Groundee Rent

Written By: The Lowdown - Mar• 31•13

logo MITHCome September every year is a task that must be done, however irritating. The ground rent has to be paid. This is a comparatively small amount of money but, if you do not pay it, there is a chance, pretty remote, I must say, that your property can be taken away from you. The reason I say it is pretty remote is that, unless your property has suddenly become the desire of some incredibly well connected person, the good people of the Ministry of Lands could not be bothered to disturb the even tenor of their lives by doing anything at all. Going to work, usually late, reading the newspaper, doing ones nails, attending seminars, funerals, clinics, being “not around” or “gone to town” seem to be their principal occupations, the other one consisting of redirecting enquiries to another office, any other office, anything to get rid of a noisome nuisance of someone who has the temerity to disturb their working day.


So, having nothing to do for an hour or two I repaired to that incredible hive of inactivity, Mulungushi House where the song comes to mind “Busy doing nothing, working the whole day through”. Finding somewhere to park is difficult; it would be much easier if all the wrecks round the back were removed to an auction house or a scrap yard. Brand new white lines had been painted at the entrance, “Entry Only” was proclaimed in large, expensive signs all of which were noted as I squeezed through the entrance in the face of exiting GRZ traffic, an effort made more difficult by the banana vendor’s stall that took up a lot of space by the gate post there. Eventually a place to park was found, close to where all the rubbish was dumped. The rubbish surrounded an incinerator which was obviously not man enough to cope so the stuff was just dumped on the ground and set on fire.


Into the building I went, to discover that the Ground Rent office had been modernized, a nice counter installed, behind which there were three desks, manned by three pregnant ladies (someone had been busy after all) variously engaged in eating an early lunch, knitting and having a deep and lengthy conversation on a cell phone at a volume that called into question the need to use such a device if the correspondent was within a 5 kilometre range.  I, along with three other persons waiting at the desk, was duly noted and, after a suitable interval to impress upon us supplicants the kindness that was to be bestowed upon us, we were attended to by the one pregnant lady who drew the short straw. A computer was manned and a printer spewed out the details of how much money was owed in ground rent. This part of the matter was dealt with well. Now to pay!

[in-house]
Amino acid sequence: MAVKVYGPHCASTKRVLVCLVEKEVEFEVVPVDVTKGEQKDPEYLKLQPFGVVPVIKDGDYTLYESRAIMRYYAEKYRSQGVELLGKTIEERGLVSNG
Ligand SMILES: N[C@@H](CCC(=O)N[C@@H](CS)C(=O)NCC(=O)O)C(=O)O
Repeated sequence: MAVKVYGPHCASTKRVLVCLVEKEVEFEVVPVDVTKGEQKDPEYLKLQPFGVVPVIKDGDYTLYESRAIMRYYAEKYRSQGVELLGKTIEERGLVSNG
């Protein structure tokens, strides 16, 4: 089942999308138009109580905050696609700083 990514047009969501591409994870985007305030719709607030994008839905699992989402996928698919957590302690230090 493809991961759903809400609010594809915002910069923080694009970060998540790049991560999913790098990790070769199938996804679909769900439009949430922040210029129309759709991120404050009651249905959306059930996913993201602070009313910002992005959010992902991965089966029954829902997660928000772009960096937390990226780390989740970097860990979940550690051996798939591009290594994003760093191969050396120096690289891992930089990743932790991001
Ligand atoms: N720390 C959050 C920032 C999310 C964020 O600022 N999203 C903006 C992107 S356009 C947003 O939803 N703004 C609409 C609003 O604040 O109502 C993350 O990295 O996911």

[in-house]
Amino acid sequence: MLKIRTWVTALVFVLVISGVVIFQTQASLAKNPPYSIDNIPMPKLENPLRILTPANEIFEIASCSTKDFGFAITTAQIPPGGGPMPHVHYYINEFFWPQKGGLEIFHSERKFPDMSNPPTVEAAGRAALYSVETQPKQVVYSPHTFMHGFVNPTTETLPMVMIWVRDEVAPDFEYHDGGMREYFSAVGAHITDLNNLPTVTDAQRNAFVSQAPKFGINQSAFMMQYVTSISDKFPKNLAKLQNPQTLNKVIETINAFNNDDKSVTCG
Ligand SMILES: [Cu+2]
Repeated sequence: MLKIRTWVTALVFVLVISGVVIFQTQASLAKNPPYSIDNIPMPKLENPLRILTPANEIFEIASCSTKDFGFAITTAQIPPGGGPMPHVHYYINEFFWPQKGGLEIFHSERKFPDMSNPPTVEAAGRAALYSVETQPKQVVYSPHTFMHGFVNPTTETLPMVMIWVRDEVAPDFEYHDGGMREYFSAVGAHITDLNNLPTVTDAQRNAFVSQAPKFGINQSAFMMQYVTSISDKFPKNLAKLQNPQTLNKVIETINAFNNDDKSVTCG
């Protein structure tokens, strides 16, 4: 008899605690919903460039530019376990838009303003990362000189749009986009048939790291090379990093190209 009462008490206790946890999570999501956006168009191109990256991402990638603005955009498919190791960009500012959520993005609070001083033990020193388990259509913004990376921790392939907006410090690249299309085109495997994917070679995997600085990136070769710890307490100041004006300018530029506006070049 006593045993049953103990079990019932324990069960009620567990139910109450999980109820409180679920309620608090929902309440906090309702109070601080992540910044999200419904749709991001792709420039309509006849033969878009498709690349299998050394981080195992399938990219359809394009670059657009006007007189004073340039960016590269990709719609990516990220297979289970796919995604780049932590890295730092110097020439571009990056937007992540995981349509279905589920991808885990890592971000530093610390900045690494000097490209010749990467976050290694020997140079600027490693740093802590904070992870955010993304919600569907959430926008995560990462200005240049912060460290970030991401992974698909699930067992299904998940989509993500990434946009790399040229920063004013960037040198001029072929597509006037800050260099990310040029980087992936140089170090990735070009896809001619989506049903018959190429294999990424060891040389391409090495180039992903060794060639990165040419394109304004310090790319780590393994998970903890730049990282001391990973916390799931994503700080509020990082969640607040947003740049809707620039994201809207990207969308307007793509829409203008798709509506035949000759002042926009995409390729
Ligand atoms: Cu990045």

The queue went out of the building, down the steps and did not seem to be moving very fast. After 90 minutes progress had been made, the top of the steps were reached and a row of chairs achieved. As each person was dealt with one could shuffle along to the next chair and so on. Six chairs remained before a corner was reached and then the paying- in desk was in sight. From this vantage point it could be seen that the process of giving money to the Government was a long and laborious one. The paying -in desk was manned but by one person who, from time to time, was called away to deal with other matters. Now and then a person cut into the desk to ask a question which was answered kindly and, often, at length. Again, sundry important personages came and thrust pieces of paper in at the hapless official behind the grill. Definitely, the poor chap was overworked but doing what he could to satisfy all comers. Why, therefore, were there not more persons manning the paying-in position. It was explained to me later that if there was only one person behind the desk, taking the money, there would be only one person to blame for any shortfall. More than one and the blame could not be pinned down so no one could be accused of naughtiness!